Illusions of being Object Oriented
Object Oriented Programming is a programming paradigm which is organised around objects instead of the logic. Under this approach every thing is an object, only objects can interact with each other.
First we need to identify all the objects and then we generalise them as classes on the basis of Single Responsibility Principle i.e every single class should have only one job.
The most basic concept that we need to follow is encapsulation which means inclusion of all the resources of an object that it needs. All the state variables must be private which means that they should not be accessed from outside the object by following the principle of “Tell Don’t Ask”.
The most important requirement of defining a class is that it must have state and behaviour both. But in practice we often define a class having state but not behaviour or vice versa. But what is the point of having such class? Aren’t we just convincing ourselves that our design is object oriented but actually it is not?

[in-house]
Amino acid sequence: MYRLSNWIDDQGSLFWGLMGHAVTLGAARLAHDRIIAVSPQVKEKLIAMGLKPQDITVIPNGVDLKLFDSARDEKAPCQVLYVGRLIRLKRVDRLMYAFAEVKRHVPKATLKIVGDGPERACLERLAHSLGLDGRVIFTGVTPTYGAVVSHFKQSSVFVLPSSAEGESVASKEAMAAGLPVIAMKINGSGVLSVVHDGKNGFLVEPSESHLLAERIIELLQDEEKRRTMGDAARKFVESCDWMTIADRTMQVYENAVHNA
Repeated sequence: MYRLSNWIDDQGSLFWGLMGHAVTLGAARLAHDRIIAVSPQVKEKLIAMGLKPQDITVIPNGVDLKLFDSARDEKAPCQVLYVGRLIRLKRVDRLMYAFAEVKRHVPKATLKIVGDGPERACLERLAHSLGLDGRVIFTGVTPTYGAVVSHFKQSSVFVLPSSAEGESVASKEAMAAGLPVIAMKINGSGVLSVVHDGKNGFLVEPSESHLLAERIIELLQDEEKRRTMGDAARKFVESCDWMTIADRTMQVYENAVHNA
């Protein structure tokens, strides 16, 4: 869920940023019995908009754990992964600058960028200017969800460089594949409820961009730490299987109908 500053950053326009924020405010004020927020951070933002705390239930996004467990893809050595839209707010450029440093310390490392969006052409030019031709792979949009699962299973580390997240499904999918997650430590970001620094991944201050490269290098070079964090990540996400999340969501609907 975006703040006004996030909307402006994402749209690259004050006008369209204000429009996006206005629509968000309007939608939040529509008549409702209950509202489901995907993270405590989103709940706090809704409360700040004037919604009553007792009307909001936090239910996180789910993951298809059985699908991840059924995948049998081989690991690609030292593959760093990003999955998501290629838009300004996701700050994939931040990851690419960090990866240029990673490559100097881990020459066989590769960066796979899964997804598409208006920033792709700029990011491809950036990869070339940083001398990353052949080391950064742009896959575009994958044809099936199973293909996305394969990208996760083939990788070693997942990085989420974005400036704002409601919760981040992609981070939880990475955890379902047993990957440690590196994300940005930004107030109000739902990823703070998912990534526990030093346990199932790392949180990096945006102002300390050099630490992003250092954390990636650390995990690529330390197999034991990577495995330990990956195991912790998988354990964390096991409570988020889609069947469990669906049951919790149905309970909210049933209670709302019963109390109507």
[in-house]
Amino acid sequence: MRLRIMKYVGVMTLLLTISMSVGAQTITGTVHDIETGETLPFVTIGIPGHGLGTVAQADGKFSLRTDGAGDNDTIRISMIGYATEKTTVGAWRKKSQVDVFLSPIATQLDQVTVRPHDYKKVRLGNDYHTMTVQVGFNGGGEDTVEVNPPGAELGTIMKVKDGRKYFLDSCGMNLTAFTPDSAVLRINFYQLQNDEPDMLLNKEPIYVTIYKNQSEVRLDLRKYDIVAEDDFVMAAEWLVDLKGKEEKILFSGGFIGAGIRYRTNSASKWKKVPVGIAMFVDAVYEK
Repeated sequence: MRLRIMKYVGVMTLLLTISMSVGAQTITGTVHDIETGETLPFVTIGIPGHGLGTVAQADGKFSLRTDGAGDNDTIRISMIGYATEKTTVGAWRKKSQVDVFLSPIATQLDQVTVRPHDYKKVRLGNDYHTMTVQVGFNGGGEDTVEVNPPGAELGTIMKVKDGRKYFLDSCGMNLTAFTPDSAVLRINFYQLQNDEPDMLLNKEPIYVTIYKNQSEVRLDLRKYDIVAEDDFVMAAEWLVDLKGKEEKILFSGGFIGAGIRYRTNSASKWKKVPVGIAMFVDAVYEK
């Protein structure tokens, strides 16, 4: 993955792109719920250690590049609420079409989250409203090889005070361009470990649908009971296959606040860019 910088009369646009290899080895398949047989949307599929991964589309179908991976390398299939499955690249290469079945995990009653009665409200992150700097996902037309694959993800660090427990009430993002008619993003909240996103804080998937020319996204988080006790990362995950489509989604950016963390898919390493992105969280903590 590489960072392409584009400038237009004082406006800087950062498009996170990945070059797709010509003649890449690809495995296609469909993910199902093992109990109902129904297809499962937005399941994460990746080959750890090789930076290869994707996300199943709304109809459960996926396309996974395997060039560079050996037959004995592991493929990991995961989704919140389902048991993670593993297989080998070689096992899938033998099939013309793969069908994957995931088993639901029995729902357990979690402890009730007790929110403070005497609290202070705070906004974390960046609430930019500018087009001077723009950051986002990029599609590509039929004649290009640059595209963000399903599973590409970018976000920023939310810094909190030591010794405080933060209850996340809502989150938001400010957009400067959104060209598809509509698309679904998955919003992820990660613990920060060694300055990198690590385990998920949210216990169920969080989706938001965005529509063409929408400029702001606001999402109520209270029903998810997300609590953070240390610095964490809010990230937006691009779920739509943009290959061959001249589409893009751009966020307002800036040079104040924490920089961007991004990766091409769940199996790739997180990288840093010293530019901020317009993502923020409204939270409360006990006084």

The use of getter and setter functions is also an illusion of being object oriented. We define variables as private so as to maintain encapsulation but then we define getter and setter public methods to give access to the private data so anyhow we are breaking the encapsulation. The goal of our design should be to maintain maximum encapsulation.
We should also avoid using private methods within a class reason being the same for not using global variables. If we remove the class wrapper from these methods and variables then they will just convert to a C program having functions and global variables.
Reaching proper Object Oriented Design is an ideal case but we must try our best to reach the maximum which is possible.